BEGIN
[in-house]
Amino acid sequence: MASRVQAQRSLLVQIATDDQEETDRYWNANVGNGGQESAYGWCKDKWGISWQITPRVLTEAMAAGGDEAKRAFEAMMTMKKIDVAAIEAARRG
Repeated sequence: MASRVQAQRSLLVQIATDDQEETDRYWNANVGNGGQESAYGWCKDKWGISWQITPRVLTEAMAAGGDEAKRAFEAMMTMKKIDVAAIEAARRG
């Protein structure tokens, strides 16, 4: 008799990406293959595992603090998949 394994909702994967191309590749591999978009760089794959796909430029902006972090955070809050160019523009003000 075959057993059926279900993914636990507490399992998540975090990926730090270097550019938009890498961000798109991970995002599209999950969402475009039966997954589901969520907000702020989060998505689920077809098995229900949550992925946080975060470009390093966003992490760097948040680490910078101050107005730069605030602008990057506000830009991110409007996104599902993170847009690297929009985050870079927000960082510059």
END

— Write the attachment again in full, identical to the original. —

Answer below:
[in-house]
Amino acid sequence: MASRVQAQRSLLVQIATDDQEETDRYWNANVGNGGQESAYGWCKDKWGISWQITPRVLTEAMAAGGDEAKRAFEAMMTMKKIDVAAIEAARRG
Repeated sequence: MASRVQAQRSLLVQIATDDQEETDRYWNANVGNGGQESAYGWCKDKWGISWQITPRVLTEAMAAGGDEAKRAFEAMMTMKKIDVAAIEAARRG
């Protein structure tokens, strides 16, 4: 008799990406293959595992603090998949 394994909702994967191309590749591999978009760089794959796909430029902006972090955070809050160019523009003000 075959057993059926279900993914636990507490399992998540975090990926730090270097550019938009890498961000798109991970995002599209999950969402475009039966997954589901969520907000702020989060998505689920077809098995229900949550992925946080975060470009390093966003992490760097948040680490910078101050107005730069605030602008990057506000830009991110409007996104599902993170847009690297929009985050870079927000960082510059």